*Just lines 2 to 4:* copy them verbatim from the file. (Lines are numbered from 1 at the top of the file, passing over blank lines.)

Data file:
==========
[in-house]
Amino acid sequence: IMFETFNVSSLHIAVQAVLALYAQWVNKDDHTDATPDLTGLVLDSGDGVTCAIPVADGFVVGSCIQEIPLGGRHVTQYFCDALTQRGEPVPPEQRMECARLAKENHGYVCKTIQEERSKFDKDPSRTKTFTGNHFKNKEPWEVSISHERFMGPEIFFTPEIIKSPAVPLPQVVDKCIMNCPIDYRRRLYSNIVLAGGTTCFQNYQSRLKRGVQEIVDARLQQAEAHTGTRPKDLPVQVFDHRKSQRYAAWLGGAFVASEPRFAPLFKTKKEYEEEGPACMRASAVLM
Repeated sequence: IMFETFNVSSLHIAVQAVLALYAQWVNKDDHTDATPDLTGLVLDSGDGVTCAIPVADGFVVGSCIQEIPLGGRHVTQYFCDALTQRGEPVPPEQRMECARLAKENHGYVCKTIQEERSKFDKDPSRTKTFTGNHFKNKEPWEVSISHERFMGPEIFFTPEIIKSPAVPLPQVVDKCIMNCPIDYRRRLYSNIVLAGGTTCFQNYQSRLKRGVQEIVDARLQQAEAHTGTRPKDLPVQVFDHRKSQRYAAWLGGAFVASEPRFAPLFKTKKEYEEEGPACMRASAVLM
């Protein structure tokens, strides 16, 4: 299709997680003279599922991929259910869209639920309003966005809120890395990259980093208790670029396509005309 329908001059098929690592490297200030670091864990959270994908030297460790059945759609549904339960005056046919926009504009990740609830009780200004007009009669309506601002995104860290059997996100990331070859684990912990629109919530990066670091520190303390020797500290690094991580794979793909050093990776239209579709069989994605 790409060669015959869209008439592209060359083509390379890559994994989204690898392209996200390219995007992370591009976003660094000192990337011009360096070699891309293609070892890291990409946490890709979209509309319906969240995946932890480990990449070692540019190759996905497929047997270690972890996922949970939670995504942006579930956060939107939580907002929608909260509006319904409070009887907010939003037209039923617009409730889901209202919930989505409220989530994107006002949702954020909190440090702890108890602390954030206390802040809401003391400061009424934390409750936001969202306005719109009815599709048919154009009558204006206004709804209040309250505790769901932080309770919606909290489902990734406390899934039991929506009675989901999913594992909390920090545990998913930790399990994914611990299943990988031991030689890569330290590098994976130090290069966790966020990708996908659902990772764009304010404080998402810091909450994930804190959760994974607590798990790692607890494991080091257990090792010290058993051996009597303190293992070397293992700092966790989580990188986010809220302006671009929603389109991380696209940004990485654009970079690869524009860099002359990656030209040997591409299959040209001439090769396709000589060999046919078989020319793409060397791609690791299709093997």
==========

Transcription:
Amino acid sequence: IMFETFNVSSLHIAVQAVLALYAQWVNKDDHTDATPDLTGLVLDSGDGVTCAIPVADGFVVGSCIQEIPLGGRHVTQYFCDALTQRGEPVPPEQRMECARLAKENHGYVCKTIQEERSKFDKDPSRTKTFTGNHFKNKEPWEVSISHERFMGPEIFFTPEIIKSPAVPLPQVVDKCIMNCPIDYRRRLYSNIVLAGGTTCFQNYQSRLKRGVQEIVDARLQQAEAHTGTRPKDLPVQVFDHRKSQRYAAWLGGAFVASEPRFAPLFKTKKEYEEEGPACMRASAVLM
Repeated sequence: IMFETFNVSSLHIAVQAVLALYAQWVNKDDHTDATPDLTGLVLDSGDGVTCAIPVADGFVVGSCIQEIPLGGRHVTQYFCDALTQRGEPVPPEQRMECARLAKENHGYVCKTIQEERSKFDKDPSRTKTFTGNHFKNKEPWEVSISHERFMGPEIFFTPEIIKSPAVPLPQVVDKCIMNCPIDYRRRLYSNIVLAGGTTCFQNYQSRLKRGVQEIVDARLQQAEAHTGTRPKDLPVQVFDHRKSQRYAAWLGGAFVASEPRFAPLFKTKKEYEEEGPACMRASAVLM
């Protein structure tokens, strides 16, 4: 299709997680003279599922991929259910869209639920309003966005809120890395990259980093208790670029396509005309 329908001059098929690592490297200030670091864990959270994908030297460790059945759609549904339960005056046919926009504009990740609830009780200004007009009669309506601002995104860290059997996100990331070859684990912990629109919530990066670091520190303390020797500290690094991580794979793909050093990776239209579709069989994605 790409060669015959869209008439592209060359083509390379890559994994989204690898392209996200390219995007992370591009976003660094000192990337011009360096070699891309293609070892890291990409946490890709979209509309319906969240995946932890480990990449070692540019190759996905497929047997270690972890996922949970939670995504942006579930956060939107939580907002929608909260509006319904409070009887907010939003037209039923617009409730889901209202919930989505409220989530994107006002949702954020909190440090702890108890602390954030206390802040809401003391400061009424934390409750936001969202306005719109009815599709048919154009009558204006206004709804209040309250505790769901932080309770919606909290489902990734406390899934039991929506009675989901999913594992909390920090545990998913930790399990994914611990299943990988031991030689890569330290590098994976130090290069966790966020990708996908659902990772764009304010404080998402810091909450994930804190959760994974607590798990790692607890494991080091257990090792010290058993051996009597303190293992070397293992700092966790989580990188986010809220302006671009929603389109991380696209940004990485654009970079690869524009860099002359990656030209040997591409299959040209001439090769396709000589060999046919078989020319793409060397791609690791299709093997």